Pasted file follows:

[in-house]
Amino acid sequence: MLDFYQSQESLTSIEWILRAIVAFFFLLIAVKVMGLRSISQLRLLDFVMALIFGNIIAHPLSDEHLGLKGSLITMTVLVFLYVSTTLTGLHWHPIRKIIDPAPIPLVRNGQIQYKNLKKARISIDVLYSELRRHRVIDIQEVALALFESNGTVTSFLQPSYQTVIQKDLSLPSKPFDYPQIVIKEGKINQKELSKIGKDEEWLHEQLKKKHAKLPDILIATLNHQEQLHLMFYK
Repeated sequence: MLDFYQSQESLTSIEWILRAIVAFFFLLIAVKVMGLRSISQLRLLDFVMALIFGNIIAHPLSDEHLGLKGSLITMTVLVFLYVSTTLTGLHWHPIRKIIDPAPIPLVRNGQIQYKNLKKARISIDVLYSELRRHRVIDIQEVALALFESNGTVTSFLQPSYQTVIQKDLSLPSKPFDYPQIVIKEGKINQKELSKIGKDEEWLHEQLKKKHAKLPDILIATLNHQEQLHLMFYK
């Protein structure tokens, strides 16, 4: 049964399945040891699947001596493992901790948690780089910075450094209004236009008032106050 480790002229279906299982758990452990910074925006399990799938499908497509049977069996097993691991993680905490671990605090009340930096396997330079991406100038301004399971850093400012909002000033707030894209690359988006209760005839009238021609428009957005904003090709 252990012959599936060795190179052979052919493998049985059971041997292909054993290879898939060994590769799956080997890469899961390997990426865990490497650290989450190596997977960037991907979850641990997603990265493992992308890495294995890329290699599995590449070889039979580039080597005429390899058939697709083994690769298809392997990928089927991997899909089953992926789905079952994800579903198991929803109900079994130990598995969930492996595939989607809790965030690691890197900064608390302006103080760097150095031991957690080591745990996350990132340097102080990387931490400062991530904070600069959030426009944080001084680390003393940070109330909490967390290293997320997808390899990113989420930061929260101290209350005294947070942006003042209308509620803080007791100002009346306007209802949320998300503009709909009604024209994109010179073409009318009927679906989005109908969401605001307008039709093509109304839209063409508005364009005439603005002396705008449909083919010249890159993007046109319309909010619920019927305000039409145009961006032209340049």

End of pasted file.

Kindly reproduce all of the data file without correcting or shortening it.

[in-house]
Amino acid sequence: MLDFYQSQESLTSIEWILRAIVAFFFLLIAVKVMGLRSISQLRLLDFVMALIFGNIIAHPLSDEHLGLKGSLITMTVLVFLYVSTTLTGLHWHPIRKIIDPAPIPLVRNGQIQYKNLKKARISIDVLYSELRRHRVIDIQEVALALFESNGTVTSFLQPSYQTVIQKDLSLPSKPFDYPQIVIKEGKINQKELSKIGKDEEWLHEQLKKKHAKLPDILIATLNHQEQLHLMFYK
Repeated sequence: MLDFYQSQESLTSIEWILRAIVAFFFLLIAVKVMGLRSISQLRLLDFVMALIFGNIIAHPLSDEHLGLKGSLITMTVLVFLYVSTTLTGLHWHPIRKIIDPAPIPLVRNGQIQYKNLKKARISIDVLYSELRRHRVIDIQEVALALFESNGTVTSFLQPSYQTVIQKDLSLPSKPFDYPQIVIKEGKINQKELSKIGKDEEWLHEQLKKKHAKLPDILIATLNHQEQLHLMFYK
């Protein structure tokens, strides 16, 4: 049964399945040891699947001596493992901790948690780089910075450094209004236009008032106050 480790002229279906299982758990452990910074925006399990799938499908497509049977069996097993691991993680905490671990605090009340930096396997330079991406100038301004399971850093400012909002000033707030894209690359988006209760005839009238021609428009957005904003090709 252990012959599936060795190179052979052919493998049985059971041997292909054993290879898939060994590769799956080997890469899961390997990426865990490497650290989450190596997977960037991907979850641990997603990265493992992308890495294995890329290699599995590449070889039979580039080597005429390899058939697709083994690769298809392997990928089927991997899909089953992926789905079952994800579903198991929803109900079994130990598995969930492996595939989607809790965030690691890197900064608390302006103080760097150095031991957690080591745990996350990132340097102080990387931490400062991530904070600069959030426009944080001084680390003393940070109330909490967390290293997320997808390899990113989420930061929260101290209350005294947070942006003042209308509620803080007791100002009346306007209802949320998300503009709909009604024209994109010179073409009318009927679906989005109908969401605001307008039709093509109304839209063409508005364009005439603005002396705008449909083919010249890159993007046109319309909010619920019927305000039409145009961006032209340049």